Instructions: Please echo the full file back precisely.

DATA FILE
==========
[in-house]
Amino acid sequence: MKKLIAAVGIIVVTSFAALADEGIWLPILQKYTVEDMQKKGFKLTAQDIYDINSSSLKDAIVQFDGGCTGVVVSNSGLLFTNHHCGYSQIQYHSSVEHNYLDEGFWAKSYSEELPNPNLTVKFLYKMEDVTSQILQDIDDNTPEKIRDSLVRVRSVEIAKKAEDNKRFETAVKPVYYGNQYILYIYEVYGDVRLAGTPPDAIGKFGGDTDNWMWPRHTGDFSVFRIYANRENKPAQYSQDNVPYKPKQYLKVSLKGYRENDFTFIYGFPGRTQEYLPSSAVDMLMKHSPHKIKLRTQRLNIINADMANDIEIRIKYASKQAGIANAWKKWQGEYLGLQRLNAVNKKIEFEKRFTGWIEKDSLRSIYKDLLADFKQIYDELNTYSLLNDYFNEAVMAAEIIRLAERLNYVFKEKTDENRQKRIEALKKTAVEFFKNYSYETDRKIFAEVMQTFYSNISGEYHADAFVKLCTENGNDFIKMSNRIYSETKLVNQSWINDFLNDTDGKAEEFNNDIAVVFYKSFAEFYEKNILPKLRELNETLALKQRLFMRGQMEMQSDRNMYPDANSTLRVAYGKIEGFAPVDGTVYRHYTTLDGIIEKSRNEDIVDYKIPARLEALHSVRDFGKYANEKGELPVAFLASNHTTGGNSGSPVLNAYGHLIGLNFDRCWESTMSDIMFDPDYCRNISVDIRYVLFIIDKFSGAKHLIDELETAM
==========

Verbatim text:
[in-house]
Amino acid sequence: MKKLIAAVGIIVVTSFAALADEGIWLPILQKYTVEDMQKKGFKLTAQDIYDINSSSLKDAIVQFDGGCTGVVVSNSGLLFTNHHCGYSQIQYHSSVEHNYLDEGFWAKSYSEELPNPNLTVKFLYKMEDVTSQILQDIDDNTPEKIRDSLVRVRSVEIAKKAEDNKRFETAVKPVYYGNQYILYIYEVYGDVRLAGTPPDAIGKFGGDTDNWMWPRHTGDFSVFRIYANRENKPAQYSQDNVPYKPKQYLKVSLKGYRENDFTFIYGFPGRTQEYLPSSAVDMLMKHSPHKIKLRTQRLNIINADMANDIEIRIKYASKQAGIANAWKKWQGEYLGLQRLNAVNKKIEFEKRFTGWIEKDSLRSIYKDLLADFKQIYDELNTYSLLNDYFNEAVMAAEIIRLAERLNYVFKEKTDENRQKRIEALKKTAVEFFKNYSYETDRKIFAEVMQTFYSNISGEYHADAFVKLCTENGNDFIKMSNRIYSETKLVNQSWINDFLNDTDGKAEEFNNDIAVVFYKSFAEFYEKNILPKLRELNETLALKQRLFMRGQMEMQSDRNMYPDANSTLRVAYGKIEGFAPVDGTVYRHYTTLDGIIEKSRNEDIVDYKIPARLEALHSVRDFGKYANEKGELPVAFLASNHTTGGNSGSPVLNAYGHLIGLNFDRCWESTMSDIMFDPDYCRNISVDIRYVLFIIDKFSGAKHLIDELETAM